In dire need to reduce extreme poverty in Nigeria, especially in the insurgency ravaged north eastern part of the country, the federal government has signed a $2.3billion assistance agreement with the United States Agency for International Development.
The agreement would cover activities of the government for the next five year running from 2015 through 2020.
The development was contained in a statement by the Senior Special Assistant to the Vice President on Media and Publicity, Mr. Laolu Akande, disclosed on Sunday.
According Akande, Vice President, Yemi Osinbajo last week in a meeting held at the presidential villa, Abuja signed the agreement on behalf of the Federal Government just as the USAID Head of Mission in Nigeria, Mr. Michael Harvey, signed on behalf of the US government.
Akande in the statement added that the the U.S. Government has shown more than a passing interest in the present government in Nigeria, noting the the country’s relationship with that of the US improved on the heels of the recent visit of president Mohammadu Buhari in July.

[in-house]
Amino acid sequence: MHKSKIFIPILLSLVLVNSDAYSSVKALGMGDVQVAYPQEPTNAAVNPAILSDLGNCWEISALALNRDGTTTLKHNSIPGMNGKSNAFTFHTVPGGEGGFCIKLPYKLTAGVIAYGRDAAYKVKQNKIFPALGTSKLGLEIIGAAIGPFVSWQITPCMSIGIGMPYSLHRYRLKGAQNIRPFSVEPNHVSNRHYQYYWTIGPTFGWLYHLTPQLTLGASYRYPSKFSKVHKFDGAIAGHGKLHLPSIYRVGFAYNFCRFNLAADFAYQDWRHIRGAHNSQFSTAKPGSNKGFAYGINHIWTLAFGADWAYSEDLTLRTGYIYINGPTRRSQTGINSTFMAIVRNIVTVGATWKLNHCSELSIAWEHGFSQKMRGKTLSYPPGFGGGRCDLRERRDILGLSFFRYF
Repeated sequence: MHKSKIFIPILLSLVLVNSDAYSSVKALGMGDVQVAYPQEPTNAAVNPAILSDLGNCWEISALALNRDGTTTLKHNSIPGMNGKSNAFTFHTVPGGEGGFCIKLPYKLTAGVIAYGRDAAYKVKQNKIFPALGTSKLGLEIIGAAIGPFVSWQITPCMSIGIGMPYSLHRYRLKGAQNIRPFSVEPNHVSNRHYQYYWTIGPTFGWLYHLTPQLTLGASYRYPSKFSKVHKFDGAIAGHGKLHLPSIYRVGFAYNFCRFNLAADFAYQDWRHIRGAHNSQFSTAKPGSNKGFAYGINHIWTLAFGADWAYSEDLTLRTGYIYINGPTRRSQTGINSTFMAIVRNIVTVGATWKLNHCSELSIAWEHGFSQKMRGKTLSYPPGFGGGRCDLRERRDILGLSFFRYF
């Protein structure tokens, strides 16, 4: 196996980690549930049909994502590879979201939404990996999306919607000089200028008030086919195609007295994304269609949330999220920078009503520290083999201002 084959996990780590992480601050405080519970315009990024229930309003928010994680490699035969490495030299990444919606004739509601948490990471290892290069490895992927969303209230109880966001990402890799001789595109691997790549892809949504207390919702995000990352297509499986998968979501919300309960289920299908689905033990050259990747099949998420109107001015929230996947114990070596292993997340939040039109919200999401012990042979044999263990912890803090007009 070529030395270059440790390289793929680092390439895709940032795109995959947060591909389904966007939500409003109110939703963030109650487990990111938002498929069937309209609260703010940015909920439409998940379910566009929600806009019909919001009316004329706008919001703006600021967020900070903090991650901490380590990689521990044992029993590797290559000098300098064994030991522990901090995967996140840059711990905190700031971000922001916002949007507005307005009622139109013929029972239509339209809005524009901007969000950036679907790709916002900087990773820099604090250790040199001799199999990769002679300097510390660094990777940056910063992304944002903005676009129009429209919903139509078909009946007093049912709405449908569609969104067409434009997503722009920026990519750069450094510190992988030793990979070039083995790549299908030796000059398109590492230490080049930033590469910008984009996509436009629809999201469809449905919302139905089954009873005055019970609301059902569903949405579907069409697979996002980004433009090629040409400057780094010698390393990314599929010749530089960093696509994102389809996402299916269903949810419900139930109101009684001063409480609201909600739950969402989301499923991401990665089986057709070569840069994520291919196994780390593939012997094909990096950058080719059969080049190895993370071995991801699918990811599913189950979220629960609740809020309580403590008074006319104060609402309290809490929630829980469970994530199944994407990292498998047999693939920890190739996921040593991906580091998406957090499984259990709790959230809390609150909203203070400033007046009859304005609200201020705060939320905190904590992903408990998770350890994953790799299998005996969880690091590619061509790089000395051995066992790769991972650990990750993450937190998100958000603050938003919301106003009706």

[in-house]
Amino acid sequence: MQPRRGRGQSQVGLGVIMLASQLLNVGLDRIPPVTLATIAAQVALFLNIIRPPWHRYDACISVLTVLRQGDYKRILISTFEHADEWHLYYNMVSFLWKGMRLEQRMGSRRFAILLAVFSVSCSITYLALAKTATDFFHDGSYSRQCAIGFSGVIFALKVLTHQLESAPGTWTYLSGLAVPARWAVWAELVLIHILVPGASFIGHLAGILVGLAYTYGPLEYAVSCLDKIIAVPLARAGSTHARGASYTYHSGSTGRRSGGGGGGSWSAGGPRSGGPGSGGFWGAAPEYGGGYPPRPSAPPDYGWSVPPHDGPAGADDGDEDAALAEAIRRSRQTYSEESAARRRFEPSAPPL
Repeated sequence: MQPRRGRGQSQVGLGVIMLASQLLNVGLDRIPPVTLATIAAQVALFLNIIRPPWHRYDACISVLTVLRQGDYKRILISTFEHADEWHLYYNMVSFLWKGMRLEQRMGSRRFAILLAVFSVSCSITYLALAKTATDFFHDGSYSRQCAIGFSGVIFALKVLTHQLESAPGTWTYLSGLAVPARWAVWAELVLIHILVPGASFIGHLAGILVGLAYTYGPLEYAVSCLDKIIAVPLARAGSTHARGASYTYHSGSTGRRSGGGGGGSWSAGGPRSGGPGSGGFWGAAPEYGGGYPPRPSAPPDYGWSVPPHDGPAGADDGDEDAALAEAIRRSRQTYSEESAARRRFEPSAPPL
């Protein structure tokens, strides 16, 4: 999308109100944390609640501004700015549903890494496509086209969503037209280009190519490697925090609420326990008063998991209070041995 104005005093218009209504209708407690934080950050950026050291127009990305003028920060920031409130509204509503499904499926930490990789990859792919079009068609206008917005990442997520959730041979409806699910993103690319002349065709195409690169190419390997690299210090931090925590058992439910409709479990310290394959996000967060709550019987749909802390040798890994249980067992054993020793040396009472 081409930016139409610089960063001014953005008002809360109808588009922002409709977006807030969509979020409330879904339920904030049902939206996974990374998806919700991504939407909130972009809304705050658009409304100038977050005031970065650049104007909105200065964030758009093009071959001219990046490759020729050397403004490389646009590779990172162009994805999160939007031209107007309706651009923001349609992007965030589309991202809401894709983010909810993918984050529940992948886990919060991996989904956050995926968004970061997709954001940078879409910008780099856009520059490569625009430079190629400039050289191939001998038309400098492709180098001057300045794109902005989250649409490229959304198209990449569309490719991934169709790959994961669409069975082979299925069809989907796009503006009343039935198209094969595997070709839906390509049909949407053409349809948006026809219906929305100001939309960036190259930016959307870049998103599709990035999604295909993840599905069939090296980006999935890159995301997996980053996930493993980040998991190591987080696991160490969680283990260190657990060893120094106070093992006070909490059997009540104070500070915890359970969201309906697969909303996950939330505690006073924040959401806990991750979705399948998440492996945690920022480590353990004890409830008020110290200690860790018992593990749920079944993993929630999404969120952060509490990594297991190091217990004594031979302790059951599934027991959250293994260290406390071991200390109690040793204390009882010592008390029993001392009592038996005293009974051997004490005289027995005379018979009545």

“The issue of the extreme poverty of a vast majority of Nigerians is a very important issue for us, it is at the heart of our economic policy, at the centre of our agenda. You can’t have that vast number of poor people and don’t plan around that and for us, this is crucial, and absolutely important,” Osinbajo said.
The Vice President who assured of absolute transparency in running the affairs of the also expressed deep satisfaction that the crisis ridden North-East was fathomed into the agreement, especially to tackle the problem of out-of-school children as well as as other parts of the country.
Essentially, the treaty is expected to “stimulate inclusive economic growth, promote a healthier, more-educated population and help strengthen good governance.”
Also speaking the USAID Director said the agreement would provide a solid foundation for the two countries to partner to reduce inequalities across the country.